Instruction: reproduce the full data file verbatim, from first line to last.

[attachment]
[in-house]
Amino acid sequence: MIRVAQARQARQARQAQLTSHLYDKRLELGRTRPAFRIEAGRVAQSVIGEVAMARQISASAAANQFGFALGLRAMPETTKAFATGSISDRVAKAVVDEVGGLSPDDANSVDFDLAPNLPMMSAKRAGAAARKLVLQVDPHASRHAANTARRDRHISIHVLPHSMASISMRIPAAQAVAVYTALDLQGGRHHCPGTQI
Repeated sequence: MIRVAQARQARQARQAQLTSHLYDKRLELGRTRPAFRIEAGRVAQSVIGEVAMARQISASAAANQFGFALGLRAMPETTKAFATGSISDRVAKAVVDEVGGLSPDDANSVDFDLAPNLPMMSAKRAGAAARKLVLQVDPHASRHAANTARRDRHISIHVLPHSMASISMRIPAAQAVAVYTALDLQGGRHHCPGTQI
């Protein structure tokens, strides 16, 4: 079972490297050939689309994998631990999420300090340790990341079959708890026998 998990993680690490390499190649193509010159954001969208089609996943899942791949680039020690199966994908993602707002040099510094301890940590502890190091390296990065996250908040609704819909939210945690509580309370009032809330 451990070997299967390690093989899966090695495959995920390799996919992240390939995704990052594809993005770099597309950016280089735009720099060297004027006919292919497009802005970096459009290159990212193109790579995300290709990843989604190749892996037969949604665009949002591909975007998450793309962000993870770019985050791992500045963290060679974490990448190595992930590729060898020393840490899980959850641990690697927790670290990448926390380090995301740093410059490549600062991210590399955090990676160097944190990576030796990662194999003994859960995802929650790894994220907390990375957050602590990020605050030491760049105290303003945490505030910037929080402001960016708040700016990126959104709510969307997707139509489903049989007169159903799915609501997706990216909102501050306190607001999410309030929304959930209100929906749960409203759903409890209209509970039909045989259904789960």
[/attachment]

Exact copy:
[in-house]
Amino acid sequence: MIRVAQARQARQARQAQLTSHLYDKRLELGRTRPAFRIEAGRVAQSVIGEVAMARQISASAAANQFGFALGLRAMPETTKAFATGSISDRVAKAVVDEVGGLSPDDANSVDFDLAPNLPMMSAKRAGAAARKLVLQVDPHASRHAANTARRDRHISIHVLPHSMASISMRIPAAQAVAVYTALDLQGGRHHCPGTQI
Repeated sequence: MIRVAQARQARQARQAQLTSHLYDKRLELGRTRPAFRIEAGRVAQSVIGEVAMARQISASAAANQFGFALGLRAMPETTKAFATGSISDRVAKAVVDEVGGLSPDDANSVDFDLAPNLPMMSAKRAGAAARKLVLQVDPHASRHAANTARRDRHISIHVLPHSMASISMRIPAAQAVAVYTALDLQGGRHHCPGTQI
């Protein structure tokens, strides 16, 4: 079972490297050939689309994998631990999420300090340790990341079959708890026998 998990993680690490390499190649193509010159954001969208089609996943899942791949680039020690199966994908993602707002040099510094301890940590502890190091390296990065996250908040609704819909939210945690509580309370009032809330 451990070997299967390690093989899966090695495959995920390799996919992240390939995704990052594809993005770099597309950016280089735009720099060297004027006919292919497009802005970096459009290159990212193109790579995300290709990843989604190749892996037969949604665009949002591909975007998450793309962000993870770019985050791992500045963290060679974490990448190595992930590729060898020393840490899980959850641990690697927790670290990448926390380090995301740093410059490549600062991210590399955090990676160097944190990576030796990662194999003994859960995802929650790894994220907390990375957050602590990020605050030491760049105290303003945490505030910037929080402001960016708040700016990126959104709510969307997707139509489903049989007169159903799915609501997706990216909102501050306190607001999410309030929304959930209100929906749960409203759903409890209209509970039909045989259904789960």